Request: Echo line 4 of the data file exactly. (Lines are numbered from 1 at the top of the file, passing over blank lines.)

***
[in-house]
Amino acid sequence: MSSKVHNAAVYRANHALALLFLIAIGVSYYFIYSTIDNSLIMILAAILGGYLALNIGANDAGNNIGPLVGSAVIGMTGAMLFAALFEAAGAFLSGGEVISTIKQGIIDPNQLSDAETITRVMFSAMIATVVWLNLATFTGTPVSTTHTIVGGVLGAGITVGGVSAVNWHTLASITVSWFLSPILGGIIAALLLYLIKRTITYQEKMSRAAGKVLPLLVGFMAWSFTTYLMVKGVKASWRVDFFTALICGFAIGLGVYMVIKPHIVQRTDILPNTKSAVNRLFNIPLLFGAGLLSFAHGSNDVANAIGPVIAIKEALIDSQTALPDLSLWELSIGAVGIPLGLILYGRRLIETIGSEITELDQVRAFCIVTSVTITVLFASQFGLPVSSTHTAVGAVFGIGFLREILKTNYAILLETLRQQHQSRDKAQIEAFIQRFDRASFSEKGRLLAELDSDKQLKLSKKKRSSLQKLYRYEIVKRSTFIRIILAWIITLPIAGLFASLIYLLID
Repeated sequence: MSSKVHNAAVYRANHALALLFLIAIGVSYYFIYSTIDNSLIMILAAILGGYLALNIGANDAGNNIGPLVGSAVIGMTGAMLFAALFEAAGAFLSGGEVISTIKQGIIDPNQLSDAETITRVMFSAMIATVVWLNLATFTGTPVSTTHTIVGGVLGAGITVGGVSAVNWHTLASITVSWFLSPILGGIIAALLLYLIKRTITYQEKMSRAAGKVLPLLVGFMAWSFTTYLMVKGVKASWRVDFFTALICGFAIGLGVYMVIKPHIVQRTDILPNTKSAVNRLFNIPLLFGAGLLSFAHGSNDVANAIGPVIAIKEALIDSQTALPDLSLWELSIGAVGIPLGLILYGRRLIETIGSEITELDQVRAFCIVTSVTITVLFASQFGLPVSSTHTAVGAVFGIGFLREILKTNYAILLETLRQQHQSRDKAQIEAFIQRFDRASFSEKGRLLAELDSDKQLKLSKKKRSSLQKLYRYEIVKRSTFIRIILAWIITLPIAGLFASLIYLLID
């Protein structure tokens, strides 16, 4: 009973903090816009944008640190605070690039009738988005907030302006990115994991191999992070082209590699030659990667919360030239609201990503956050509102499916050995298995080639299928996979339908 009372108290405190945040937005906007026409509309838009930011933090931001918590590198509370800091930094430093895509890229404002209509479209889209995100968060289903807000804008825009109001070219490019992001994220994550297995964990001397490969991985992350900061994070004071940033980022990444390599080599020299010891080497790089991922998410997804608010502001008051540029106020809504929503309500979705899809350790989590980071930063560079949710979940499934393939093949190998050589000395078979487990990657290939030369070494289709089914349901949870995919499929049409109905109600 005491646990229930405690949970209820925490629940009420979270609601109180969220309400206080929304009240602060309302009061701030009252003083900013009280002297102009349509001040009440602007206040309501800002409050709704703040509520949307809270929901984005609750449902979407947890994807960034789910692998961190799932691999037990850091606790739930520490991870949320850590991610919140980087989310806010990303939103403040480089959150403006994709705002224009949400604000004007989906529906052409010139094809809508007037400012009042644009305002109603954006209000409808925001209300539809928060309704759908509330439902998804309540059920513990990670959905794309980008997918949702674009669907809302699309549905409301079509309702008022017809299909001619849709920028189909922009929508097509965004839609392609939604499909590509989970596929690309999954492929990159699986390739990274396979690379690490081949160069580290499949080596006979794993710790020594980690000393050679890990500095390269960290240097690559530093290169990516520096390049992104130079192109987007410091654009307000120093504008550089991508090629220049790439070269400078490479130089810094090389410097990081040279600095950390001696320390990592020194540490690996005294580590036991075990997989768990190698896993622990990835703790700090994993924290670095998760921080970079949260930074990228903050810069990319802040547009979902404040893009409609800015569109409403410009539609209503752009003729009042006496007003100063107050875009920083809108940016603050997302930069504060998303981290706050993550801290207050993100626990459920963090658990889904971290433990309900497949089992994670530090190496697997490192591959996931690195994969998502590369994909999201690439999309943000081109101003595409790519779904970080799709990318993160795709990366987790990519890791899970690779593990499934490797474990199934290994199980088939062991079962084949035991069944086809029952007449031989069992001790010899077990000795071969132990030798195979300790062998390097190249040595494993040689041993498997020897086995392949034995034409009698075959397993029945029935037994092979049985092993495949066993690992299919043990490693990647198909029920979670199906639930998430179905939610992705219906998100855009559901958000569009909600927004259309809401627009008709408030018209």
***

């Protein structure tokens, strides 16, 4: 009973903090816009944008640190605070690039009738988005907030302006990115994991191999992070082209590699030659990667919360030239609201990503956050509102499916050995298995080639299928996979339908 009372108290405190945040937005906007026409509309838009930011933090931001918590590198509370800091930094430093895509890229404002209509479209889209995100968060289903807000804008825009109001070219490019992001994220994550297995964990001397490969991985992350900061994070004071940033980022990444390599080599020299010891080497790089991922998410997804608010502001008051540029106020809504929503309500979705899809350790989590980071930063560079949710979940499934393939093949190998050589000395078979487990990657290939030369070494289709089914349901949870995919499929049409109905109600 005491646990229930405690949970209820925490629940009420979270609601109180969220309400206080929304009240602060309302009061701030009252003083900013009280002297102009349509001040009440602007206040309501800002409050709704703040509520949307809270929901984005609750449902979407947890994807960034789910692998961190799932691999037990850091606790739930520490991870949320850590991610919140980087989310806010990303939103403040480089959150403006994709705002224009949400604000004007989906529906052409010139094809809508007037400012009042644009305002109603954006209000409808925001209300539809928060309704759908509330439902998804309540059920513990990670959905794309980008997918949702674009669907809302699309549905409301079509309702008022017809299909001619849709920028189909922009929508097509965004839609392609939604499909590509989970596929690309999954492929990159699986390739990274396979690379690490081949160069580290499949080596006979794993710790020594980690000393050679890990500095390269960290240097690559530093290169990516520096390049992104130079192109987007410091654009307000120093504008550089991508090629220049790439070269400078490479130089810094090389410097990081040279600095950390001696320390990592020194540490690996005294580590036991075990997989768990190698896993622990990835703790700090994993924290670095998760921080970079949260930074990228903050810069990319802040547009979902404040893009409609800015569109409403410009539609209503752009003729009042006496007003100063107050875009920083809108940016603050997302930069504060998303981290706050993550801290207050993100626990459920963090658990889904971290433990309900497949089992994670530090190496697997490192591959996931690195994969998502590369994909999201690439999309943000081109101003595409790519779904970080799709990318993160795709990366987790990519890791899970690779593990499934490797474990199934290994199980088939062991079962084949035991069944086809029952007449031989069992001790010899077990000795071969132990030798195979300790062998390097190249040595494993040689041993498997020897086995392949034995034409009698075959397993029945029935037994092979049985092993495949066993690992299919043990490693990647198909029920979670199906639930998430179905939610992705219906998100855009559901958000569009909600927004259309809401627009008709408030018209």